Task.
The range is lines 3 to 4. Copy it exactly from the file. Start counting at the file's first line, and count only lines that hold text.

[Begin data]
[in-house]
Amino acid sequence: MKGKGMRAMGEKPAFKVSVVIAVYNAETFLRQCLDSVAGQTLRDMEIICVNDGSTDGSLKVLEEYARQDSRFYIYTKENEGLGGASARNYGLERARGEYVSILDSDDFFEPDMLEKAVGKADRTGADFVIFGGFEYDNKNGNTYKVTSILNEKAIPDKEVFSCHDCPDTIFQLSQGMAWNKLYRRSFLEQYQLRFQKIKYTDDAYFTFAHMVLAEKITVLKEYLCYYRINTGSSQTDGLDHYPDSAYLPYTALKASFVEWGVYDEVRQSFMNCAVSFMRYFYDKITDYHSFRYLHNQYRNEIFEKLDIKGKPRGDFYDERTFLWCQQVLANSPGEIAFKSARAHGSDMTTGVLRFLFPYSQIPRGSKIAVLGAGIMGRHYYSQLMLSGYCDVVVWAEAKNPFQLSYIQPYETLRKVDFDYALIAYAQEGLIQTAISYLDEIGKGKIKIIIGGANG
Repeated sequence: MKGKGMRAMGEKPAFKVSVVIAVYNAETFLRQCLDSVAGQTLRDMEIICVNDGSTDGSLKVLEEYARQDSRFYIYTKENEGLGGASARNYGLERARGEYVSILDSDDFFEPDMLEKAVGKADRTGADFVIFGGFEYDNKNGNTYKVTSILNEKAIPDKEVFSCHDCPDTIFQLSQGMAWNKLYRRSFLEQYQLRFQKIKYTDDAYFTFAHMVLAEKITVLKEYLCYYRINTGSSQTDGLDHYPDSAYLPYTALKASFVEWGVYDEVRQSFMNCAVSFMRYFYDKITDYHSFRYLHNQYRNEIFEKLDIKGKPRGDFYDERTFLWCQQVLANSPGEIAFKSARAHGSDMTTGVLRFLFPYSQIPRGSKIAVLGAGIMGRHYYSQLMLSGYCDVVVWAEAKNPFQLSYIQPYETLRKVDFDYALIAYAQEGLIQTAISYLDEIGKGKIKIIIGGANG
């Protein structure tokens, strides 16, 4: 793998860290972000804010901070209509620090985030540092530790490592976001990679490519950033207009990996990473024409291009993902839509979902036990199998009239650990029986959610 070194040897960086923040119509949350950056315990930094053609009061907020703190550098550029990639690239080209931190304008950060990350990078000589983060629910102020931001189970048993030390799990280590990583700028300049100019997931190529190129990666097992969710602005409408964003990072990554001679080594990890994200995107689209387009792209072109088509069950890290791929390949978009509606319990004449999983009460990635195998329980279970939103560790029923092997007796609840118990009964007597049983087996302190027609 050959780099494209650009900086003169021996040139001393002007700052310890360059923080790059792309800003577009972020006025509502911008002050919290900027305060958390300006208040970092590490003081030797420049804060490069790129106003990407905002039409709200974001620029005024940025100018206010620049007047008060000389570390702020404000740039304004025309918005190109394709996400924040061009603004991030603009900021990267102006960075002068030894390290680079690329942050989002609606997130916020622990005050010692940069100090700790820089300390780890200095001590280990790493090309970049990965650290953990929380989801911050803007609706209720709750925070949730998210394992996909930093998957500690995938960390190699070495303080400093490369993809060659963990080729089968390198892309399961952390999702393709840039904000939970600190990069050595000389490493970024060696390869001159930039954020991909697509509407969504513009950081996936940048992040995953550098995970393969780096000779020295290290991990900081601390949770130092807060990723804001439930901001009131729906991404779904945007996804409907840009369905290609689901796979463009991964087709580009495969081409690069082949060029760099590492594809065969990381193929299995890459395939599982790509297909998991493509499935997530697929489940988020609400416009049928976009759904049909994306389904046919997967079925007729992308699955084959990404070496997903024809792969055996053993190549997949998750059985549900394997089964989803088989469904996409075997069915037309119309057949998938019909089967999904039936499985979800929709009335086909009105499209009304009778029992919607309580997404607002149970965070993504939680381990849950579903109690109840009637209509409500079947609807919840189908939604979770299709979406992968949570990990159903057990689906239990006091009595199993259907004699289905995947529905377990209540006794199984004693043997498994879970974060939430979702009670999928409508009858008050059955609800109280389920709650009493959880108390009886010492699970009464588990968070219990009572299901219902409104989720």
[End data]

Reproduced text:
Repeated sequence: MKGKGMRAMGEKPAFKVSVVIAVYNAETFLRQCLDSVAGQTLRDMEIICVNDGSTDGSLKVLEEYARQDSRFYIYTKENEGLGGASARNYGLERARGEYVSILDSDDFFEPDMLEKAVGKADRTGADFVIFGGFEYDNKNGNTYKVTSILNEKAIPDKEVFSCHDCPDTIFQLSQGMAWNKLYRRSFLEQYQLRFQKIKYTDDAYFTFAHMVLAEKITVLKEYLCYYRINTGSSQTDGLDHYPDSAYLPYTALKASFVEWGVYDEVRQSFMNCAVSFMRYFYDKITDYHSFRYLHNQYRNEIFEKLDIKGKPRGDFYDERTFLWCQQVLANSPGEIAFKSARAHGSDMTTGVLRFLFPYSQIPRGSKIAVLGAGIMGRHYYSQLMLSGYCDVVVWAEAKNPFQLSYIQPYETLRKVDFDYALIAYAQEGLIQTAISYLDEIGKGKIKIIIGGANG
């Protein structure tokens, strides 16, 4: 793998860290972000804010901070209509620090985030540092530790490592976001990679490519950033207009990996990473024409291009993902839509979902036990199998009239650990029986959610 070194040897960086923040119509949350950056315990930094053609009061907020703190550098550029990639690239080209931190304008950060990350990078000589983060629910102020931001189970048993030390799990280590990583700028300049100019997931190529190129990666097992969710602005409408964003990072990554001679080594990890994200995107689209387009792209072109088509069950890290791929390949978009509606319990004449999983009460990635195998329980279970939103560790029923092997007796609840118990009964007597049983087996302190027609 050959780099494209650009900086003169021996040139001393002007700052310890360059923080790059792309800003577009972020006025509502911008002050919290900027305060958390300006208040970092590490003081030797420049804060490069790129106003990407905002039409709200974001620029005024940025100018206010620049007047008060000389570390702020404000740039304004025309918005190109394709996400924040061009603004991030603009900021990267102006960075002068030894390290680079690329942050989002609606997130916020622990005050010692940069100090700790820089300390780890200095001590280990790493090309970049990965650290953990929380989801911050803007609706209720709750925070949730998210394992996909930093998957500690995938960390190699070495303080400093490369993809060659963990080729089968390198892309399961952390999702393709840039904000939970600190990069050595000389490493970024060696390869001159930039954020991909697509509407969504513009950081996936940048992040995953550098995970393969780096000779020295290290991990900081601390949770130092807060990723804001439930901001009131729906991404779904945007996804409907840009369905290609689901796979463009991964087709580009495969081409690069082949060029760099590492594809065969990381193929299995890459395939599982790509297909998991493509499935997530697929489940988020609400416009049928976009759904049909994306389904046919997967079925007729992308699955084959990404070496997903024809792969055996053993190549997949998750059985549900394997089964989803088989469904996409075997069915037309119309057949998938019909089967999904039936499985979800929709009335086909009105499209009304009778029992919607309580997404607002149970965070993504939680381990849950579903109690109840009637209509409500079947609807919840189908939604979770299709979406992968949570990990159903057990689906239990006091009595199993259907004699289905995947529905377990209540006794199984004693043997498994879970974060939430979702009670999928409508009858008050059955609800109280389920709650009493959880108390009886010492699970009464588990968070219990009572299901219902409104989720």